The task proposed by Eckstein et al. (2007) is a five-alternative forced choice (5-AFC) visual search task: participants must detect a brighter Gaussian-shaped target among four distracters. Spatially uncorrelated Gaussian noise is added to the stimuli. Two conditions are contrasted: in the eye-movement condition, participants make an oculomotor decision by saccading to the target as quickly as possible. The decision is the target closest to the endpoint of the first saccade. In the perception-only condition, participants select the target by a button press. Importantly, processing time is maintained equivalent across the two conditions by measuring the average saccade latency of the first saccade in the eye-movement condition and then presenting the visual stimulus for that time minus 80 ms in the perception-only condition. The 80 ms interval corresponds to the approximate neural delays for motor programming, once visual processing is complete. This duration ranged from ∼100 to 250 ms across participants.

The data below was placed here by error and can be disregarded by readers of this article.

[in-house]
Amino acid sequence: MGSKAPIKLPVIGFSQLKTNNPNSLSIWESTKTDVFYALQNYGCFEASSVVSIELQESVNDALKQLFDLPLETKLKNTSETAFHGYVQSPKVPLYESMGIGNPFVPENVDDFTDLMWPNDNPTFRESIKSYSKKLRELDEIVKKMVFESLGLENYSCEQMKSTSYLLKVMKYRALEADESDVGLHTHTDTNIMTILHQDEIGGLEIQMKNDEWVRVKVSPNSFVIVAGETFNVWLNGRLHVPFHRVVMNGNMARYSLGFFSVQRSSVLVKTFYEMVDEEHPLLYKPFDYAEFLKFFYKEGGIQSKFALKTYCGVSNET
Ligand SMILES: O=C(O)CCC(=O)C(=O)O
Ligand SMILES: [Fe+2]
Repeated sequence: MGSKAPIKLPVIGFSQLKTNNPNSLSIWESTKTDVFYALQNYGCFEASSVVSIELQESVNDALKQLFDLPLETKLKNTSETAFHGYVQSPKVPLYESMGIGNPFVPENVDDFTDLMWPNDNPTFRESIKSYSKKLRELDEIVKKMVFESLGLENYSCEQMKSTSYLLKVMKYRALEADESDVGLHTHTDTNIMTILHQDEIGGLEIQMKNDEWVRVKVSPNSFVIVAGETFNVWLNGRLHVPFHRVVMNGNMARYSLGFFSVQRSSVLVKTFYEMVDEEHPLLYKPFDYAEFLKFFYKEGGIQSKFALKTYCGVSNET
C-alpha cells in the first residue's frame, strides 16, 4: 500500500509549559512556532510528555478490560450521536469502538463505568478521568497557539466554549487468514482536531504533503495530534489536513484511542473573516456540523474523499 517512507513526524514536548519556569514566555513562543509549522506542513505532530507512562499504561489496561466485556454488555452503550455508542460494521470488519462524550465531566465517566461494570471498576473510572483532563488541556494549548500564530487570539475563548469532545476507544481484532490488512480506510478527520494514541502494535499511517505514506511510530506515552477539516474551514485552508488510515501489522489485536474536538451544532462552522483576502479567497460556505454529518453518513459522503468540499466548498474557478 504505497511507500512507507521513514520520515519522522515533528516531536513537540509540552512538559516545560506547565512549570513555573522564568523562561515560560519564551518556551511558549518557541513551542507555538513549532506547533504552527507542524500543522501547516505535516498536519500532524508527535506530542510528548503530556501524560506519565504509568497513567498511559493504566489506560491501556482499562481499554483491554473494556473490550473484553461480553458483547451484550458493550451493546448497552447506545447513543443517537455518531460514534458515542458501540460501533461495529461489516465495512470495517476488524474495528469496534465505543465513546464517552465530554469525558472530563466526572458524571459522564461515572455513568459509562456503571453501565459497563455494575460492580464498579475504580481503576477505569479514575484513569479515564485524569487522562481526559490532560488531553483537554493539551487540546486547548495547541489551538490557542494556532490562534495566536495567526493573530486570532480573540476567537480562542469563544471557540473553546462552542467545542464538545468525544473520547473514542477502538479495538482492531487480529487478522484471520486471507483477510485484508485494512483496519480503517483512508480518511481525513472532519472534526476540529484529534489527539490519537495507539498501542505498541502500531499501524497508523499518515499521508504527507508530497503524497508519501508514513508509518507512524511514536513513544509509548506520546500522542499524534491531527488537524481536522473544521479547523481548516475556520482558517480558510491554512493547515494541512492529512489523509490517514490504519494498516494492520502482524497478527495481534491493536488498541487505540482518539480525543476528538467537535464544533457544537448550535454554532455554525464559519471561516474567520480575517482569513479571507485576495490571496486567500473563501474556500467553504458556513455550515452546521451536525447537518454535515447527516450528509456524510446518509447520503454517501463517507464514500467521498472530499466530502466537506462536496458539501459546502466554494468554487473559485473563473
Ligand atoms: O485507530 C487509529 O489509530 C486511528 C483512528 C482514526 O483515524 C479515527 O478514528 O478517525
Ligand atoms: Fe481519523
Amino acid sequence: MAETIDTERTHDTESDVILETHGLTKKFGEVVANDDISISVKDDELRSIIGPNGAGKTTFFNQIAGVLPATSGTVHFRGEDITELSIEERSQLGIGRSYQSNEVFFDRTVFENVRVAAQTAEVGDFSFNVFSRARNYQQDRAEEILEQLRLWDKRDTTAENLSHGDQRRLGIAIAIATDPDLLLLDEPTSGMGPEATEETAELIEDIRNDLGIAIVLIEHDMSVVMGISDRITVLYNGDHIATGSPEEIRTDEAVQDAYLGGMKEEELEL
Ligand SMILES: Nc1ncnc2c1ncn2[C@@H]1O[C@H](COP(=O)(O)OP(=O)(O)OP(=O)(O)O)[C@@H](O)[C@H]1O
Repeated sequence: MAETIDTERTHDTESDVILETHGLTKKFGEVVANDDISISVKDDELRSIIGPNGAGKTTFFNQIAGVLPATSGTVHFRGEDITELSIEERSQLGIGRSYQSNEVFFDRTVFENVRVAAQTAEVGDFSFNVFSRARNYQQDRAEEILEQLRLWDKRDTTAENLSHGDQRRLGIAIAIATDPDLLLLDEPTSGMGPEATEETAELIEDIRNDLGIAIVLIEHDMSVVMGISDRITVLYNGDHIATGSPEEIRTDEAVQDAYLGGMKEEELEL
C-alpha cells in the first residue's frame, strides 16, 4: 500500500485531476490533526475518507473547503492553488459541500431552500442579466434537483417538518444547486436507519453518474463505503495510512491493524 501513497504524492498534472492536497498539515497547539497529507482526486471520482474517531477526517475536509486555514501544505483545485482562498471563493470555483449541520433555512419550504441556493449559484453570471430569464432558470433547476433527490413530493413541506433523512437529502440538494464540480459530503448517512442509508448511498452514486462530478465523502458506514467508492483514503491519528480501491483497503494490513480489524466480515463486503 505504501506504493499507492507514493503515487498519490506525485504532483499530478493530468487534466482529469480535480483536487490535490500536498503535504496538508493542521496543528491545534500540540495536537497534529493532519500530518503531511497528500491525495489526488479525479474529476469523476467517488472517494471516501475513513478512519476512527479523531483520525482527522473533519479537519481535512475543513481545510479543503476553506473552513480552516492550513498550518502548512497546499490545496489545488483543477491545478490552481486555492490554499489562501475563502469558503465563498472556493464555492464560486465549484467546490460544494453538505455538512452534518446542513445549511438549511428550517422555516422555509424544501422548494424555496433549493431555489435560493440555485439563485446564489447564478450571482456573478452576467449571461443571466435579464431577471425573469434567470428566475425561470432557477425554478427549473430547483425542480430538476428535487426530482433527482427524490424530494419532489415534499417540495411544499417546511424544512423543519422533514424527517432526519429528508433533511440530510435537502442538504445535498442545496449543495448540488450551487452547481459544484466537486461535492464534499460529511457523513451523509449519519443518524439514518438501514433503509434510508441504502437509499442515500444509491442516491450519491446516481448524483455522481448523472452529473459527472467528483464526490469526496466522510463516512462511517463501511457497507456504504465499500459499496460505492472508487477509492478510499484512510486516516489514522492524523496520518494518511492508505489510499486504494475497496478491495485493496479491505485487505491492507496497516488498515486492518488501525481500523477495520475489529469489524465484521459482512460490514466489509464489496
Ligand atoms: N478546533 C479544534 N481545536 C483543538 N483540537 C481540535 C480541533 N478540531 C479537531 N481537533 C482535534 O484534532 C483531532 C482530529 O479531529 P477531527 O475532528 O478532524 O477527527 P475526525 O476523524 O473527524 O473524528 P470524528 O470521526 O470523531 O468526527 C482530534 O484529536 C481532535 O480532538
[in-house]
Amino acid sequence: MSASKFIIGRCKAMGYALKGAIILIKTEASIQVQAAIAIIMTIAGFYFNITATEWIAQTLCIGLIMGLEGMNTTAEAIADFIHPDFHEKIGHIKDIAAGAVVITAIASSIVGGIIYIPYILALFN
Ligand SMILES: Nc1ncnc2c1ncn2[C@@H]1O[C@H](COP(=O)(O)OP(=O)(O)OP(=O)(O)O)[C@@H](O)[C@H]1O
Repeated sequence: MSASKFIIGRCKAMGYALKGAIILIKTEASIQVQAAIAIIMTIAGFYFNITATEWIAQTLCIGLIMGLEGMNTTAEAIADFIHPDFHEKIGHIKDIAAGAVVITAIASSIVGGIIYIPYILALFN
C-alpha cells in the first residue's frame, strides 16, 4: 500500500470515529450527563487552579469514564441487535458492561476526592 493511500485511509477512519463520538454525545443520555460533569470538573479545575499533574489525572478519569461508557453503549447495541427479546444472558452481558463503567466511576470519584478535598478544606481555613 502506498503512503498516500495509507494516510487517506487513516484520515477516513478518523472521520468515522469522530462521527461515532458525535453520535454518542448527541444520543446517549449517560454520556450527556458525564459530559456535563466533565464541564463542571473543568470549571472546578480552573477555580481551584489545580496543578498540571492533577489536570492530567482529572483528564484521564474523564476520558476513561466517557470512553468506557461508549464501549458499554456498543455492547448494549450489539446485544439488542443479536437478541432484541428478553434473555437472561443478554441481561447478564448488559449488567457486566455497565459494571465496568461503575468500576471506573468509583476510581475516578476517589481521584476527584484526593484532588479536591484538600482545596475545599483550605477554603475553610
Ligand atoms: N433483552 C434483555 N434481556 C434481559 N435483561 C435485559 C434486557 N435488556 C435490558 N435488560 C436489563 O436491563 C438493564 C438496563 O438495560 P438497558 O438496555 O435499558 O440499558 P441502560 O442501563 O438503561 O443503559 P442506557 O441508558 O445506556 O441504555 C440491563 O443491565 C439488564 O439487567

In such a paradigm, CI analysis will reveal what spatial information is used to drive the decision, i.e., the shape of the receptive field (RF) of the estimated visual mechanisms driving the oculomotor and perceptual decisions. For each condition (eye-movement vs perception-only), CIs were computed by averaging the noise profiles of the distractor stimuli to which participants erroneously saccaded or chose as a target. Then, the CIs were again averaged over pixels of equal radius from the center. The apparent radial symmetry of the CIs [Eckstein et al. (2007), their Fig. 2 (http://www.jneurosci.org/cgi/content/full/27/6/1266/F2)] suggests that this is a good way to reduce the degrees of freedom in the data without losing important features. The radial profiles are shown in Eckstein et al. (2007), their Fig. 3 (http://www.jneurosci.org/cgi/content/full/27/6/1266/F3). Two important conclusions emerge and were confirmed statistically by fitting the profiles to difference of Gaussian functions. First, CIs for the eye-movement and perception-only conditions were indistinguishable. Indeed, both profiles showed lateral inhibition (they dipped down below zero at the edge of the stimulus location) and both profiles were slightly wider than the target profile, meaning that information at the center of the RF is particularly important for driving the response. These characteristics are reminiscent of neural RFs. Second, the eye-movement and perception-only profiles were more similar to each other (t(5) = 0.13) than they were to the target profile (t(5) = 1.08). This last result is probably the most interesting because, as the authors point out in the discussion, the simplicity of their target could have led to behavioral RFs that matched it; therefore, the similarity between the eye-movement RF and the perception-only RF could have been the result of their correlation with the target. This last analysis proves that this is not the case, because behavioral RFs differed systematically from the target but not from each other.